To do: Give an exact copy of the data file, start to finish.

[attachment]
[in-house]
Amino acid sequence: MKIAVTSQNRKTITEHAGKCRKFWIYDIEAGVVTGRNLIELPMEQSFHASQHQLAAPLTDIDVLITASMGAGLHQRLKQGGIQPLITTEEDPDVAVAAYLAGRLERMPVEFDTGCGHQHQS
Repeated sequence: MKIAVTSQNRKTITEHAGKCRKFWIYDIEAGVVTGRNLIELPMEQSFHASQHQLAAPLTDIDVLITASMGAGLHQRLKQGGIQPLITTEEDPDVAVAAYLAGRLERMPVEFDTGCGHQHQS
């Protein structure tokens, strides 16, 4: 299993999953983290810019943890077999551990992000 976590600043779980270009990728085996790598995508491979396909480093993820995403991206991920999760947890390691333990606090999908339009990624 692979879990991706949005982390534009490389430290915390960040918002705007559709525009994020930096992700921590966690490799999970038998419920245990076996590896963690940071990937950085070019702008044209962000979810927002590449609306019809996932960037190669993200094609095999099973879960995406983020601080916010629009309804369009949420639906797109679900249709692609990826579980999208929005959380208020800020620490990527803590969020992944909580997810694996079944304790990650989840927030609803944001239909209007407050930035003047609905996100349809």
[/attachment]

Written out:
[in-house]
Amino acid sequence: MKIAVTSQNRKTITEHAGKCRKFWIYDIEAGVVTGRNLIELPMEQSFHASQHQLAAPLTDIDVLITASMGAGLHQRLKQGGIQPLITTEEDPDVAVAAYLAGRLERMPVEFDTGCGHQHQS
Repeated sequence: MKIAVTSQNRKTITEHAGKCRKFWIYDIEAGVVTGRNLIELPMEQSFHASQHQLAAPLTDIDVLITASMGAGLHQRLKQGGIQPLITTEEDPDVAVAAYLAGRLERMPVEFDTGCGHQHQS
């Protein structure tokens, strides 16, 4: 299993999953983290810019943890077999551990992000 976590600043779980270009990728085996790598995508491979396909480093993820995403991206991920999760947890390691333990606090999908339009990624 692979879990991706949005982390534009490389430290915390960040918002705007559709525009994020930096992700921590966690490799999970038998419920245990076996590896963690940071990937950085070019702008044209962000979810927002590449609306019809996932960037190669993200094609095999099973879960995406983020601080916010629009309804369009949420639906797109679900249709692609990826579980999208929005959380208020800020620490990527803590969020992944909580997810694996079944304790990650989840927030609803944001239909209007407050930035003047609905996100349809």